Stuart Whipps: Why Contribute to the Spread of Ugliness?

£15.00

Stuart Whipps: Why Contribute to the Spread of Ugliness?

This catalogue accompanies Why Contribute to the Spread of Ugliness? Ikon’s 2011 exhibition of work by Stuart Whipps.

Ikon presents an exhibition of new works by Birmingham-based artist Stuart Whipps, a selection of photography and video reflecting on the changing nature of cultural value.

A new two channel video installation, England and the Octopus, Britain and the Beast (2011), focuses on the town of Blaenau Ffestiniog in North Wales, a former quarry town at the geographical centre of Snowdonia National Park. When the Park’s borders were created in 1951 the grey slate waste tips that surround Blaenau Ffestiniog prevented its inclusion, a decision made in part by the eccentric architect of Portmeirion, Clough Williams-Ellis. Whipps shows new film footage of the town teamed with a Welsh-language script sourced from texts written or edited by Williams-Ellis.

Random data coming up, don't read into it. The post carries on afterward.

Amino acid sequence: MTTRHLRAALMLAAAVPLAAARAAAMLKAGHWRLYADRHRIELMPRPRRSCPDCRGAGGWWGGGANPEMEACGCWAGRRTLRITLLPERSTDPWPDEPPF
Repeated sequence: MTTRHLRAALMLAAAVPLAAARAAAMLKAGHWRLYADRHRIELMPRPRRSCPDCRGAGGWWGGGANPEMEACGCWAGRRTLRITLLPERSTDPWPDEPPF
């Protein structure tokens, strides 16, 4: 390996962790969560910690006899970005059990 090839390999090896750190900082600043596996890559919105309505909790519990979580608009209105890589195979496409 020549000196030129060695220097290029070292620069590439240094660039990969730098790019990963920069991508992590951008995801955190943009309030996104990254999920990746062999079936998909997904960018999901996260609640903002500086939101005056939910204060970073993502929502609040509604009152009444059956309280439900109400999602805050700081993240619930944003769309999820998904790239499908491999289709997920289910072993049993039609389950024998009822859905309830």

The major work of this exhibition, Why Contribute to the Spread of Ugliness? (2011), centres on 487 boxes of archived paperwork from the architectural practices of John Madin, currently stored in Birmingham Central Library. A multi-screen slide projection combines three strands of subject matter: the archival boxes, their contents (printed materials relating to Madin’s projects and the construction industry between the 1950s and 1970s) and the buildings to which they refer.

John Madin, active in Birmingham for over 30 years, designed many buildings that defined Birmingham as a modernist city. Several have since been pulled down or are under threat of demolition. Birmingham Central Library, the largest civic library in Europe and considered by some to be a landmark of post-war functionalist architecture in Britain, is due to be demolished in 2013. Whipps focuses on archival material relating to Madin’s work on the library, the former Birmingham Post and Mail printworks and the Queen’s Square shopping centre in West Bromwich, amongst others.

Includes an essay by Birmingham novelist Catherine O’ Flynn.

£15.00

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